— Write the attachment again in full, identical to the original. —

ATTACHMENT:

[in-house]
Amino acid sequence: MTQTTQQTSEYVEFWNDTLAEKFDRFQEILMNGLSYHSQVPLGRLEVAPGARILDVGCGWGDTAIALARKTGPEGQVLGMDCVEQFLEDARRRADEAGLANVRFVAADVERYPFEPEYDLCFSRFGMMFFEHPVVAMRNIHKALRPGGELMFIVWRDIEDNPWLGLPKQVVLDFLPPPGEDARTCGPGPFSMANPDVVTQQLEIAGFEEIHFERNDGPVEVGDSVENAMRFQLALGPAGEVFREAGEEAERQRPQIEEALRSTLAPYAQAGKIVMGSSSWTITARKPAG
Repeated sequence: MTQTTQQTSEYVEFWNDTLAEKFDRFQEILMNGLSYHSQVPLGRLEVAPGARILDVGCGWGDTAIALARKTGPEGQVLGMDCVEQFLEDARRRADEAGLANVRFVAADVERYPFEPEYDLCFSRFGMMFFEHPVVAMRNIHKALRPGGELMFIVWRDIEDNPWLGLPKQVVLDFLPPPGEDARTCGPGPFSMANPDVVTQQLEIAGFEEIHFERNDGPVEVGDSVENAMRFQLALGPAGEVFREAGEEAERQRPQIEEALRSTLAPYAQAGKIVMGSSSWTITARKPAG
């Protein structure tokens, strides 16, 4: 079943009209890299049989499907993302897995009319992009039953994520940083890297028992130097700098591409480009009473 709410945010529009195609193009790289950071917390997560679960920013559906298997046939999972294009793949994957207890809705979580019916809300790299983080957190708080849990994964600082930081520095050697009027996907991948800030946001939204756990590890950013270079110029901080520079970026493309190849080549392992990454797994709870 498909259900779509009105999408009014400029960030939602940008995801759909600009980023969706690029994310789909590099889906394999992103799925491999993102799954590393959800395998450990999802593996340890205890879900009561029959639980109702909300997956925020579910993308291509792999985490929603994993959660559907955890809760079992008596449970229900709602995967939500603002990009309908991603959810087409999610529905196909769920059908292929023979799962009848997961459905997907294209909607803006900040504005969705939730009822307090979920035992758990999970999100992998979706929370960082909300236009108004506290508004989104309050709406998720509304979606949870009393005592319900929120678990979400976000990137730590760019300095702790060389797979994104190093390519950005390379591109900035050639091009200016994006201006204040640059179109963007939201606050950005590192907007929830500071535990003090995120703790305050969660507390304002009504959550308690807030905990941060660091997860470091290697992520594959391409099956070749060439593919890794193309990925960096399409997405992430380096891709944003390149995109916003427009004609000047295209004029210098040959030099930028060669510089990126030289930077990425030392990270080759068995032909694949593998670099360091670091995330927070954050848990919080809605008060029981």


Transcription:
[in-house]
Amino acid sequence: MTQTTQQTSEYVEFWNDTLAEKFDRFQEILMNGLSYHSQVPLGRLEVAPGARILDVGCGWGDTAIALARKTGPEGQVLGMDCVEQFLEDARRRADEAGLANVRFVAADVERYPFEPEYDLCFSRFGMMFFEHPVVAMRNIHKALRPGGELMFIVWRDIEDNPWLGLPKQVVLDFLPPPGEDARTCGPGPFSMANPDVVTQQLEIAGFEEIHFERNDGPVEVGDSVENAMRFQLALGPAGEVFREAGEEAERQRPQIEEALRSTLAPYAQAGKIVMGSSSWTITARKPAG
Repeated sequence: MTQTTQQTSEYVEFWNDTLAEKFDRFQEILMNGLSYHSQVPLGRLEVAPGARILDVGCGWGDTAIALARKTGPEGQVLGMDCVEQFLEDARRRADEAGLANVRFVAADVERYPFEPEYDLCFSRFGMMFFEHPVVAMRNIHKALRPGGELMFIVWRDIEDNPWLGLPKQVVLDFLPPPGEDARTCGPGPFSMANPDVVTQQLEIAGFEEIHFERNDGPVEVGDSVENAMRFQLALGPAGEVFREAGEEAERQRPQIEEALRSTLAPYAQAGKIVMGSSSWTITARKPAG
């Protein structure tokens, strides 16, 4: 079943009209890299049989499907993302897995009319992009039953994520940083890297028992130097700098591409480009009473 709410945010529009195609193009790289950071917390997560679960920013559906298997046939999972294009793949994957207890809705979580019916809300790299983080957190708080849990994964600082930081520095050697009027996907991948800030946001939204756990590890950013270079110029901080520079970026493309190849080549392992990454797994709870 498909259900779509009105999408009014400029960030939602940008995801759909600009980023969706690029994310789909590099889906394999992103799925491999993102799954590393959800395998450990999802593996340890205890879900009561029959639980109702909300997956925020579910993308291509792999985490929603994993959660559907955890809760079992008596449970229900709602995967939500603002990009309908991603959810087409999610529905196909769920059908292929023979799962009848997961459905997907294209909607803006900040504005969705939730009822307090979920035992758990999970999100992998979706929370960082909300236009108004506290508004989104309050709406998720509304979606949870009393005592319900929120678990979400976000990137730590760019300095702790060389797979994104190093390519950005390379591109900035050639091009200016994006201006204040640059179109963007939201606050950005590192907007929830500071535990003090995120703790305050969660507390304002009504959550308690807030905990941060660091997860470091290697992520594959391409099956070749060439593919890794193309990925960096399409997405992430380096891709944003390149995109916003427009004609000047295209004029210098040959030099930028060669510089990126030289930077990425030392990270080759068995032909694949593998670099360091670091995330927070954050848990919080809605008060029981």